Insteon Kills Servers Without Warning, Bricks Smart Home Devices

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Adding a few smart home gadgets can help automate your daily life in useful ways, but they’re not as foolproof as a good old-fashioned light switch. People who have invested in Insteon’s smart home gear are learning it the hard way today, as the company apparently killed its cloud service without warning. With the shutdown of servers, the company’s smart switches, sensors and plugs lost all their intelligence.

Insteon, which is a subsidiary of Smartlabs, is old by smart home company standards, launching its first products in 2005. It has made big promises about its proprietary “dual mesh” communications protocol, which uses a combination wireless signals. and the electrical network. Apparently, this made the devices more reliable than those connected via Wi-Fi. While there were connections to services like Alexa and Assistant, users needed an Insteon hub to communicate with the company’s servers. . It’s a problem now that the servers seem to be offline.

Users started reporting issues earlier this month, and the company disabled its support forums around the same time. However, the business status page still claims that all services are online. It may be because no one is around to change the status anymore. Company management appears to have checked – the LinkedIn profiles of Insteon executives either indicate that they have left the company or have simply been scrubbed of any mention of Insteon.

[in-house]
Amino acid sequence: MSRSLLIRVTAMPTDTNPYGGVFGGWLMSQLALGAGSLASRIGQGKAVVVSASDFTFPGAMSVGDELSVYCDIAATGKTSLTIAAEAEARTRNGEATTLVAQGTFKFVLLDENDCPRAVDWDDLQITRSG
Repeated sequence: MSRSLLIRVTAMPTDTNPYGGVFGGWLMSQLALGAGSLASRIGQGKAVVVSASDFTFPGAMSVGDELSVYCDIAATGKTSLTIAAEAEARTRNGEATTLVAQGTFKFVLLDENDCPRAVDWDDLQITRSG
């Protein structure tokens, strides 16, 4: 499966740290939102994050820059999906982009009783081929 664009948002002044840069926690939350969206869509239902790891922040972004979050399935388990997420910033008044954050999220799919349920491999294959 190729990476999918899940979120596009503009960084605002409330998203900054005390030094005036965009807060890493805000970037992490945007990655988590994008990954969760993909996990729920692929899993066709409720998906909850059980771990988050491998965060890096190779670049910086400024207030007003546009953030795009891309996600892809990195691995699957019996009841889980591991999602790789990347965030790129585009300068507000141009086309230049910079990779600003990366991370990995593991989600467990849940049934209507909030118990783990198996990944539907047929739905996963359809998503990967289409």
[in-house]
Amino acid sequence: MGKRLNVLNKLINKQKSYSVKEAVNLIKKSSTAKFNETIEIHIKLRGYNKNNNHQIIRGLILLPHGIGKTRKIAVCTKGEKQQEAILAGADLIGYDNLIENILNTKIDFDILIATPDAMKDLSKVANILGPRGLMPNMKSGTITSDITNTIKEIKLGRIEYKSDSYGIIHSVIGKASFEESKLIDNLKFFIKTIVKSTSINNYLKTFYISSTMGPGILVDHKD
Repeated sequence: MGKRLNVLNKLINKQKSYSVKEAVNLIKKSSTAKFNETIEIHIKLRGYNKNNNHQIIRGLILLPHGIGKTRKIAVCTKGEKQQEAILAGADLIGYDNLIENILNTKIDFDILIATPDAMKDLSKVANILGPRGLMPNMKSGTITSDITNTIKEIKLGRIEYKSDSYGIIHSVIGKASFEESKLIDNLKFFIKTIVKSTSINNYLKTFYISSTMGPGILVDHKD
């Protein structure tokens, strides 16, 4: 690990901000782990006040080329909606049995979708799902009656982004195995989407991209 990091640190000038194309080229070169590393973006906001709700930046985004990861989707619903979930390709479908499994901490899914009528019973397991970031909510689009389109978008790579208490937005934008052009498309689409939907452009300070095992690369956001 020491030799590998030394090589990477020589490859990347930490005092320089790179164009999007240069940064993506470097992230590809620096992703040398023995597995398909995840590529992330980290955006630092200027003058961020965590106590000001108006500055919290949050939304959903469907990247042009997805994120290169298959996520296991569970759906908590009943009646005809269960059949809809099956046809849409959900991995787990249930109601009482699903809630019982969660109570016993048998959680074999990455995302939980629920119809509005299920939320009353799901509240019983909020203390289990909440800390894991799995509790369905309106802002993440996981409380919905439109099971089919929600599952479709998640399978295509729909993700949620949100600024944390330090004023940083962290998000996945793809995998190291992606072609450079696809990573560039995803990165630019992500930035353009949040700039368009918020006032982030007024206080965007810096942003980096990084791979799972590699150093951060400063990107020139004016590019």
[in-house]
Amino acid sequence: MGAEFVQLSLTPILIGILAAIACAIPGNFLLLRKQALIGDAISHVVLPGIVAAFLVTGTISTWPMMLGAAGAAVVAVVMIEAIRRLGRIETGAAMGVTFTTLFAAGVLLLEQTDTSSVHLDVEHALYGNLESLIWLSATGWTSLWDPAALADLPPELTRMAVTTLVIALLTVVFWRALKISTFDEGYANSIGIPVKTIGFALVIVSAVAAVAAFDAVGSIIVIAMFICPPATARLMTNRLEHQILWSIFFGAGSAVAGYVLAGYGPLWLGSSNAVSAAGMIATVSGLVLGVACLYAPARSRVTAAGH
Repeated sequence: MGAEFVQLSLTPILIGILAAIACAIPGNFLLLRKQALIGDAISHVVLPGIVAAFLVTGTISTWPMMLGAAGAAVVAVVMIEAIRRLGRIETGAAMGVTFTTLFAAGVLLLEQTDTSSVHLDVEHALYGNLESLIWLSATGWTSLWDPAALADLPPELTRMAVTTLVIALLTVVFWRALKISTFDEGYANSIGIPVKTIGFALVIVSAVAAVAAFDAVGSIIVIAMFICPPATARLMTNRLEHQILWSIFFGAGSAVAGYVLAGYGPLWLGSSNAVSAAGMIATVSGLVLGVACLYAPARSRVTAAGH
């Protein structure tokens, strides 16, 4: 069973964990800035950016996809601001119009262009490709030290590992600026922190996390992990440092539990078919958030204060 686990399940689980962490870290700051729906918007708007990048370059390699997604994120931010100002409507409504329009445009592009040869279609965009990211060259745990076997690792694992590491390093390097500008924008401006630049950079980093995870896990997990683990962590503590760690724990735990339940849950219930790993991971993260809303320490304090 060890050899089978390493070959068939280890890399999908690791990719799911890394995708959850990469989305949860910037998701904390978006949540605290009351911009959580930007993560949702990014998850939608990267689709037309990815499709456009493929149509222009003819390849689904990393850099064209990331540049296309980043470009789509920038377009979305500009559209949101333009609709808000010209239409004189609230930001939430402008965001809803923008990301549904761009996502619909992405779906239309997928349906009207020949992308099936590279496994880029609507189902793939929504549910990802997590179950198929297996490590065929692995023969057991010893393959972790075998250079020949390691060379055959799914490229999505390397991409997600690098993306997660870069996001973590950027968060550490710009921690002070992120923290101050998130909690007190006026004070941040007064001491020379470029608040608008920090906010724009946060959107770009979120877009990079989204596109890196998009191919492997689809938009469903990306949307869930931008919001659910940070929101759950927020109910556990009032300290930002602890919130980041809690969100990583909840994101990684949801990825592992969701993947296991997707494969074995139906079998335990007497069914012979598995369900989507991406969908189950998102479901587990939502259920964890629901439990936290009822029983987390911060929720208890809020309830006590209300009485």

It’s not true.

Many Insteon customers have spent hundreds or thousands of dollars on the company’s products, and they probably regret it now. Some Insteon smart switches will work like a traditional light switch, but the bulk of its products are now bricked-in. Dependence on cloud services is the Achilles heel of today’s smart home ecosystem – when a company leaves, the hardware you own can suddenly become useless. Insteon isn’t the first smart home platform to go missing, but we usually get a warning. Replacing smart home devices due to utility shutdowns will always be a pain, but Insteon customers didn’t even know their smart homes were going to stop working until it happened.

Those affected by the unexpected shutdown have limited options. They could just replace all of their Insteon products with dumb hardware or devices for another smart home platform. But having been burned like this, relying on another cloud service may seem too risky. Insteon was originally designed as a locally managed system, which means users can regain some of the lost functionality by adding an open-source platform like Home Assistant, provided they’re willing to tinker. It’s a bad situation, but it’s inevitable that some of these companies will go out of business. We can only hope that the next to bite the dust does so more responsibly than Insteon.

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